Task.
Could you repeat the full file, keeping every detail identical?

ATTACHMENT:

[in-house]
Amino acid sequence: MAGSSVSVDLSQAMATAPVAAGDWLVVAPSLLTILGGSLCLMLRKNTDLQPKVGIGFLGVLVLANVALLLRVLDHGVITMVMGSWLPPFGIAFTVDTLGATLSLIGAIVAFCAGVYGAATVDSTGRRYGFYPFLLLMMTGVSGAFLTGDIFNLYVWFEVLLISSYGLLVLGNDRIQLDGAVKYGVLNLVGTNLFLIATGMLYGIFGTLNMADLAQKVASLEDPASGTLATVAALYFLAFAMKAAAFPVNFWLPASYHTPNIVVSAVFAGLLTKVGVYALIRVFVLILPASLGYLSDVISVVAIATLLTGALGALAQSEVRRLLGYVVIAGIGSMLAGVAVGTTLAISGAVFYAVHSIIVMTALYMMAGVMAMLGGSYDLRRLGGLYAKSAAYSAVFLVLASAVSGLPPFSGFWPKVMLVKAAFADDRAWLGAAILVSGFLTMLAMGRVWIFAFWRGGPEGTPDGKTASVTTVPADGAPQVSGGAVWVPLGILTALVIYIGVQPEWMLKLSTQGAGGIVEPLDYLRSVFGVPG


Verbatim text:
[in-house]
Amino acid sequence: MAGSSVSVDLSQAMATAPVAAGDWLVVAPSLLTILGGSLCLMLRKNTDLQPKVGIGFLGVLVLANVALLLRVLDHGVITMVMGSWLPPFGIAFTVDTLGATLSLIGAIVAFCAGVYGAATVDSTGRRYGFYPFLLLMMTGVSGAFLTGDIFNLYVWFEVLLISSYGLLVLGNDRIQLDGAVKYGVLNLVGTNLFLIATGMLYGIFGTLNMADLAQKVASLEDPASGTLATVAALYFLAFAMKAAAFPVNFWLPASYHTPNIVVSAVFAGLLTKVGVYALIRVFVLILPASLGYLSDVISVVAIATLLTGALGALAQSEVRRLLGYVVIAGIGSMLAGVAVGTTLAISGAVFYAVHSIIVMTALYMMAGVMAMLGGSYDLRRLGGLYAKSAAYSAVFLVLASAVSGLPPFSGFWPKVMLVKAAFADDRAWLGAAILVSGFLTMLAMGRVWIFAFWRGGPEGTPDGKTASVTTVPADGAPQVSGGAVWVPLGILTALVIYIGVQPEWMLKLSTQGAGGIVEPLDYLRSVFGVPG